Iran, H-FAME, Stage V Highlight Of Diesel Webinar’s Q&A

Iran, H-FAME, Stage V Highlight Of Diesel Webinar’s Q&A

Stratas Advisors
Jan 11, 2017
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This material is part of Stratas Advisors’ Global Alternative Fuels Service

Last month, Stratas Advisors’ Global Fuel Specifications (GFS) service hosted a webinar titled, “Overview & Outlook of Diesel Quality, Vehicle Emissions & Fuel Efficiency.” Stratas Advisors’ Huiming Li, director of GFS, provided a global overview and outlook of specifications for on-road and off-road diesel, and moderated the members-only webinar. In addition, GFS analysts Anas Abdoun, Luis Erazo, Sylvain Jonckheere and You Wei Aw presented case studies on sulfur, density and H-FAME.

A transcript of the Q&A session follows.

  • Q: Re: case study in Iran. Is the diesel market set to grow in the next four years? Do you have the figures for the commercial vehicle population now and in 2020?

Anas Abdoun, Analyst: We do not have information on Iran’s commercial vehicle population, but we know that Iran has currently 13 million vehicles in use; however, we have not forecasted Iran’s vehicle fleet. With the introduction of 50 ppm sulfur fuels and stricter vehicle emission standards (Euro 5) coming into place, we can expect growth of the diesel market in the next few years. For more information on diesel fuel demand projections, please visit this page.

Huiming Li, Director: Stratas Advisors offers a subscription service called the Global Automotive Service which provides fleet projections up until 2035, although forecast data is currently not available for Iran’s vehicle fleet in 2020 as mentioned by Anas. For more information on the Global Automotive Service, please visit this page.

  • Q: Re: H-FAME: Do you know if use of H-FAME is likely to be extended to the markets of Europe or North America? Or do you see it as a regional phenomenon in Southeast Asia?

You Wei Aw, Analyst: In the short-term, we do not expect the use of H-FAME to extend to the Southeast Asian market but will remain well within the Thai market because of a few reasons as shown below:

  • H-FAME technology is still at the demonstration phase and has yet to enter the commercial phase;
  • H-FAME technology requires additional investments (cost, time, space, etc.) to existing infrastructure which, without government intervention, will unlikely make headways with biodiesel producers; and
  • Palm methyl ester (PME), which is widely produced and blended into conventional diesel in key palm oil producing Southeast Asian markets such as Indonesia, Malaysia and Thailand, currently provide sufficient oxidation stability for higher blend levels of up to B10. Hence, there is no immediate need to upgrade PME to H-FAME unless higher biodiesel mandates are implemented. (See the Global Biofuels Assessment service for details on biodiesel mandates).

Li: In today’s webinar, we saw that the benefit of H-FAME is its oxidation stability; however, its disadvantage would be cold flow. Once H-FAME is made commercially available, it would make sense to blend it with conventional diesel fuel in tropical regions like in Southeast Asia, especially in Indonesia and Malaysia which are setting biodiesel blending mandates as high as B20 and B10, respectively. Exceptions would apply to the hilly regions of these countries that have lower temperature climates. This could also be seen as an opportunity for additive companies to introduce cold flow improvers to help improve cold flow of H-FAME, which would help its introduction into the markets of Europe and North America, which are facing the same issue with cold flow in diesel. This is why, so far, HVO has been the alternative to conventional FAME in these regions.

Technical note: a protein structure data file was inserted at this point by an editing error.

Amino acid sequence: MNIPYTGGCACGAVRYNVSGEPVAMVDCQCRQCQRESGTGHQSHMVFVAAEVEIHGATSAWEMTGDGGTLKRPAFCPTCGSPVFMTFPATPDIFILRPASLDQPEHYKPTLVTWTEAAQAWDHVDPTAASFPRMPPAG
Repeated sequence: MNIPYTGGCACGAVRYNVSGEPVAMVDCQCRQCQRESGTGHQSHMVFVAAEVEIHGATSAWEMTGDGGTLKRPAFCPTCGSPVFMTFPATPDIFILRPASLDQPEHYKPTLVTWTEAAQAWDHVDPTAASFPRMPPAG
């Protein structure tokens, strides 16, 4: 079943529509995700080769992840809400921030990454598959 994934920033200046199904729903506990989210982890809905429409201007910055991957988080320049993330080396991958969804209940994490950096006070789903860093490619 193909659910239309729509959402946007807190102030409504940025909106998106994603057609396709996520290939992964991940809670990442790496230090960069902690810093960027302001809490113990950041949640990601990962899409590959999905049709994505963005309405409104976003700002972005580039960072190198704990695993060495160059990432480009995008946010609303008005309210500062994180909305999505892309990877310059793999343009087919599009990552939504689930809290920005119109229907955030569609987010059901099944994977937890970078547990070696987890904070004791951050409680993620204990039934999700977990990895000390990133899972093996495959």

• Q: What are the main changes that will be introduced by Stage V compared to the current Stage VI, regarding emission standards of off-road diesel vehicles?

Sylvain Jonckheere, Analyst: Stage V significantly upgrades the type-approval system for NRMM with respect to the technical requirements on emissions by adopting stricter limits for all types of pollutants, depending on the engine sub-category.

Besides addressing the existing major air pollutants of NOx, HC, CO and PM, the proposal introduces new limits on PN for most of the engine categories, which complements the PM limits.

In addition, the new legislation will also extend the scope of the legislation, in order to improve market harmonization, by introducing new categories of vehicles; and introduce measures for simplifying administrative procedures and improving enforcement, including conditions for better market surveillance.

  • Q: What has been the reason for delay in the move to a lower sulfur content diesel in Mexico?

Luis Erazo, Analyst: The reason for the delay can be contributed to several different factors, perhaps the leading factor has been the delay or lack of implementation of upgrades to the refineries in Mexico. With that, there may have been some complacency or lack of urgency by PEMEX to proceed with the necessary upgrades. In addition, with the recent drop in the price of crude oil, this caused further delays from those that have already plagued them at that point. The hope is that within the next year or two to meet the 15 ppm sulfur diesel grade deadline, the focus may be on how to implement the necessary upgrades to compete with those now able to operate in Mexico with the opening of the energy market in the country.

Mexico has long delayed the entry of 15 ppm sulfur diesel and stricter vehicle emission standards into force due to issues with their refining sector and most recently the decline in the price of petroleum. With the combination of the above factors that led to the delay in upgrading the fuel specifications, Mexico has been pushed to advance the distribution of 15 ppm sulfur diesel at a faster pace.